Ralph Pomeroy and Jacob R. Hiestand rented the land from the owner Henry Yager to grow tobacco on which the McCoy farmhouse was to be built. This crop became valuable during the Civil War because most of the tobacco had been grown in the South. Benjamin Brown purchased the farm in 1861 and built the farmhouse that would eventually be known as the McCoy Farmhouse. The architecture was known as Italianate, a backward looking style that was popular in the 19th century. The two-story house was built from cream-colored brick that was imported from Milwaukee. The exterior walls are three bricks thick with no wood frame. The house’s roof is surrounded by a bracketed cornice and topped by a small cupola. A two-story wing extends from the back of the house.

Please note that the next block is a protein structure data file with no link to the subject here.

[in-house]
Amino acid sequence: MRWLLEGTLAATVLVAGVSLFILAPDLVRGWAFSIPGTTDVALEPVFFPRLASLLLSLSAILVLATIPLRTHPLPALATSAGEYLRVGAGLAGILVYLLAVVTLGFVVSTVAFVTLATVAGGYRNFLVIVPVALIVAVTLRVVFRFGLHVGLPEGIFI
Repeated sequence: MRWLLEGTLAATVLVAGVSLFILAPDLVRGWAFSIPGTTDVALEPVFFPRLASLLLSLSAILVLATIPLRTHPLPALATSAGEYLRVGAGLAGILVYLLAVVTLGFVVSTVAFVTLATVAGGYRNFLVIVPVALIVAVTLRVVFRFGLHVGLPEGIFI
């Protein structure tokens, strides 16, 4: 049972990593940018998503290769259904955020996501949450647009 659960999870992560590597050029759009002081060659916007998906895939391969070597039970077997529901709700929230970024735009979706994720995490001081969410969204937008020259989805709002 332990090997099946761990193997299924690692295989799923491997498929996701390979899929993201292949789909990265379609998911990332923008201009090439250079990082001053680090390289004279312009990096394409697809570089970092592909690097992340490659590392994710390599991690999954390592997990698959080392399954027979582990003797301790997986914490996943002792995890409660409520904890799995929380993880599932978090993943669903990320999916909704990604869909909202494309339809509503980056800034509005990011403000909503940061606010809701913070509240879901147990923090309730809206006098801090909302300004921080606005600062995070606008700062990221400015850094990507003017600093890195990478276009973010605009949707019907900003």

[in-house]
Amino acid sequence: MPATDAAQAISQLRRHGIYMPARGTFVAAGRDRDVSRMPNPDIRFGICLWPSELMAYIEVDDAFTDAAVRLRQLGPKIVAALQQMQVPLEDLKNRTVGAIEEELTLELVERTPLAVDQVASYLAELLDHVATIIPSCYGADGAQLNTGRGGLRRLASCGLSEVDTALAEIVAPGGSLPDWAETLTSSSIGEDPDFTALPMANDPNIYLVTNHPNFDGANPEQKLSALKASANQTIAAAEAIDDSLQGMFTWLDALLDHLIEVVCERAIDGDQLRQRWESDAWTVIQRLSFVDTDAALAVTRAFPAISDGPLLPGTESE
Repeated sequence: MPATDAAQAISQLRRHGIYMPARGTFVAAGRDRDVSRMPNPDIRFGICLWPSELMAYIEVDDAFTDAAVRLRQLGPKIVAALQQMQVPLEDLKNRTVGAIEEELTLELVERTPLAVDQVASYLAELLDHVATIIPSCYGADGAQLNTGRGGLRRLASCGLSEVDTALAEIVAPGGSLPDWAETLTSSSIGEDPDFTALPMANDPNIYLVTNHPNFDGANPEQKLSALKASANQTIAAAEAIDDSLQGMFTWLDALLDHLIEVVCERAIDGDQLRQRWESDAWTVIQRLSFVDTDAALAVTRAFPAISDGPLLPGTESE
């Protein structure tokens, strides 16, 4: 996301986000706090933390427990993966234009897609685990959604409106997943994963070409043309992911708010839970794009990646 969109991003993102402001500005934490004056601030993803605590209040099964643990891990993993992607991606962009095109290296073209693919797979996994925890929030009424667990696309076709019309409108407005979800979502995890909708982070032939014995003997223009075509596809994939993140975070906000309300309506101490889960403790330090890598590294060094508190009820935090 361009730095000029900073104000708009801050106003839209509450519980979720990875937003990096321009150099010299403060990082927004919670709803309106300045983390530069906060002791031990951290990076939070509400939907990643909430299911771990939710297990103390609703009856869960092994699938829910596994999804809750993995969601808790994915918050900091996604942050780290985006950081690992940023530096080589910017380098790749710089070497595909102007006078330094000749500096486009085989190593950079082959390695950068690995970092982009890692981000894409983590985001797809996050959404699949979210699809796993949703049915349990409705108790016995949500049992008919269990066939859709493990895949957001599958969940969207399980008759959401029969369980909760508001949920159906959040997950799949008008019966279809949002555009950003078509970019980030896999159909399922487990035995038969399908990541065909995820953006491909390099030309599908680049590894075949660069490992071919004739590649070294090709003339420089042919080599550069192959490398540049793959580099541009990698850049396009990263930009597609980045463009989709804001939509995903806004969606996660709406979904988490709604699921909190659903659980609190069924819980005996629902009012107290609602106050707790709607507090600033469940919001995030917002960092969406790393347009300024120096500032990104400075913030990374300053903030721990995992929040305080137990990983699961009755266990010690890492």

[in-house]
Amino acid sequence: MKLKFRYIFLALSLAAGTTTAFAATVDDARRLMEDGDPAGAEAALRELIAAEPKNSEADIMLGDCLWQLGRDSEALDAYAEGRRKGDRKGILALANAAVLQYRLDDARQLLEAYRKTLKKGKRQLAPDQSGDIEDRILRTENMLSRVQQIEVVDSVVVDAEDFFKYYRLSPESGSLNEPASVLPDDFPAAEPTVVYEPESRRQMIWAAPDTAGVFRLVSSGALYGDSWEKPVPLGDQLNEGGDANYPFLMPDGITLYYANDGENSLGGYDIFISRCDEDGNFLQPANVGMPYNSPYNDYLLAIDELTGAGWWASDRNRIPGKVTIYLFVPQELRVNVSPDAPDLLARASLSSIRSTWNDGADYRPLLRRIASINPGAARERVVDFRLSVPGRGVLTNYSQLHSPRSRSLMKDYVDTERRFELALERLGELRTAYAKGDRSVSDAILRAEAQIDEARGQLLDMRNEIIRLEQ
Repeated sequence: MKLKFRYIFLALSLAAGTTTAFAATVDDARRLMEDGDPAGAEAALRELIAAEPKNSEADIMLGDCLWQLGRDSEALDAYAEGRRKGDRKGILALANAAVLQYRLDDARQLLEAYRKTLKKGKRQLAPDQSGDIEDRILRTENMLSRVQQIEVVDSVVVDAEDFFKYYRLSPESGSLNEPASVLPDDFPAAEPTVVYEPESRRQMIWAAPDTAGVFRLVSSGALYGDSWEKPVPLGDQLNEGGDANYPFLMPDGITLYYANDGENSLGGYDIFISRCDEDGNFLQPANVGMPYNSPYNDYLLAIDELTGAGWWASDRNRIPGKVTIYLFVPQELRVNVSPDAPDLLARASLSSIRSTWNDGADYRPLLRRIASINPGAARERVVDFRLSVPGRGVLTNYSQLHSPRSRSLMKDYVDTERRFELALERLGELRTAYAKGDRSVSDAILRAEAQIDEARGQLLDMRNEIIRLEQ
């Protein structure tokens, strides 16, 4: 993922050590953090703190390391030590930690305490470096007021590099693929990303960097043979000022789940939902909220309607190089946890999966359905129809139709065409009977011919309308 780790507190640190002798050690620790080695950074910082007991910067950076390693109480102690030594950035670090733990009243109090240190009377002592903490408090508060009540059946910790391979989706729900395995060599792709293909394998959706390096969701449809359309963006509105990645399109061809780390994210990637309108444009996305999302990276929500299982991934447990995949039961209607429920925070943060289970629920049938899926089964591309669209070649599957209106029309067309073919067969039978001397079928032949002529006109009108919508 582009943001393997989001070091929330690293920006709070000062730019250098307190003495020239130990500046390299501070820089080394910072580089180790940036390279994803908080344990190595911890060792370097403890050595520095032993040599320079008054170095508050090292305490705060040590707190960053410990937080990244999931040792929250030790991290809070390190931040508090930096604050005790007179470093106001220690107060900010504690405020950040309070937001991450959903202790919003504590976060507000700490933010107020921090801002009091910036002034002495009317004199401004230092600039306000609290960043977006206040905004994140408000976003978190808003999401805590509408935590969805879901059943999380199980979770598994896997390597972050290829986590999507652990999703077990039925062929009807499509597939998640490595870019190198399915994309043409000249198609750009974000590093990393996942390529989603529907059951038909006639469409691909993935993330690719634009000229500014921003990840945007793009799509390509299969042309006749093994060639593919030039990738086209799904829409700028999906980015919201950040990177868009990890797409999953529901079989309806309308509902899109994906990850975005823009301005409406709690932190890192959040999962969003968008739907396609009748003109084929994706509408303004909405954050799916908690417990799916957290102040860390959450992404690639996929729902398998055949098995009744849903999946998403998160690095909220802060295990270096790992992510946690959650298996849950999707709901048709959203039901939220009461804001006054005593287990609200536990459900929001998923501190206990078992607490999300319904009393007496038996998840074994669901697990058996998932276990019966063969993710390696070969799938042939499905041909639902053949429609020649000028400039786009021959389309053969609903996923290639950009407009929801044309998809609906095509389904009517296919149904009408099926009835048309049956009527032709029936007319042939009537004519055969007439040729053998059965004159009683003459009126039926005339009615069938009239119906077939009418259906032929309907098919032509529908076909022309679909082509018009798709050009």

The house had many owners and residents through the years but Elizabeth McCoy, one of the first prominent female microbiologist at the University of Wisconsin has been associated with the Brown farmhouse. She bought the house in 1949 for sentimental reasons as her grandfather, James McCoy, had owned the house in the late 19th century. Elizabeth McCoy died in 1978 and left the farmhouse to the Wisconsin Alumni Research Foundation. The house was in great disrepair and the foundation wanted to demolish it. However, after a spirited debate the house was declared a cemetery that could not be destroyed because of an old tale that a workman was killed during construction and was buried in the basement.
*The photo of McCoy House and text with editing has been taken from the Fitchburg Landmark Preservation Commission website with permission. http://www.fitchburgwi.gov/2156/Landmarks-Preservation